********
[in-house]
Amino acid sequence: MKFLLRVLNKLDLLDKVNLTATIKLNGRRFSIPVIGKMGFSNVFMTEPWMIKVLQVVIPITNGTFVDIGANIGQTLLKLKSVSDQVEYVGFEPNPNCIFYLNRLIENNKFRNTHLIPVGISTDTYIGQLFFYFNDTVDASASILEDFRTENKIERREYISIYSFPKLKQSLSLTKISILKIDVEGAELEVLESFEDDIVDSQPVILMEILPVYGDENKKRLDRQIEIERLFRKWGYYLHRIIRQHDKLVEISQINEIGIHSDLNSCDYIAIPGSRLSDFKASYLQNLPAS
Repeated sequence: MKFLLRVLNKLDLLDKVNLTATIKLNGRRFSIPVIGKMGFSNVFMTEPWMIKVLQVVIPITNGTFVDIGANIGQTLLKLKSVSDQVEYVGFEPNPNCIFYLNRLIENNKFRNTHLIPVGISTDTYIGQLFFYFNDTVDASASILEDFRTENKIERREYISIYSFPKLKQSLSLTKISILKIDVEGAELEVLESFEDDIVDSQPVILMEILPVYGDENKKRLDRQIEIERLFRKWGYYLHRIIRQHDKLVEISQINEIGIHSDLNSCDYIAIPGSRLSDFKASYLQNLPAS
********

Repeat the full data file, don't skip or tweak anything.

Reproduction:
[in-house]
Amino acid sequence: MKFLLRVLNKLDLLDKVNLTATIKLNGRRFSIPVIGKMGFSNVFMTEPWMIKVLQVVIPITNGTFVDIGANIGQTLLKLKSVSDQVEYVGFEPNPNCIFYLNRLIENNKFRNTHLIPVGISTDTYIGQLFFYFNDTVDASASILEDFRTENKIERREYISIYSFPKLKQSLSLTKISILKIDVEGAELEVLESFEDDIVDSQPVILMEILPVYGDENKKRLDRQIEIERLFRKWGYYLHRIIRQHDKLVEISQINEIGIHSDLNSCDYIAIPGSRLSDFKASYLQNLPAS
Repeated sequence: MKFLLRVLNKLDLLDKVNLTATIKLNGRRFSIPVIGKMGFSNVFMTEPWMIKVLQVVIPITNGTFVDIGANIGQTLLKLKSVSDQVEYVGFEPNPNCIFYLNRLIENNKFRNTHLIPVGISTDTYIGQLFFYFNDTVDASASILEDFRTENKIERREYISIYSFPKLKQSLSLTKISILKIDVEGAELEVLESFEDDIVDSQPVILMEILPVYGDENKKRLDRQIEIERLFRKWGYYLHRIIRQHDKLVEISQINEIGIHSDLNSCDYIAIPGSRLSDFKASYLQNLPAS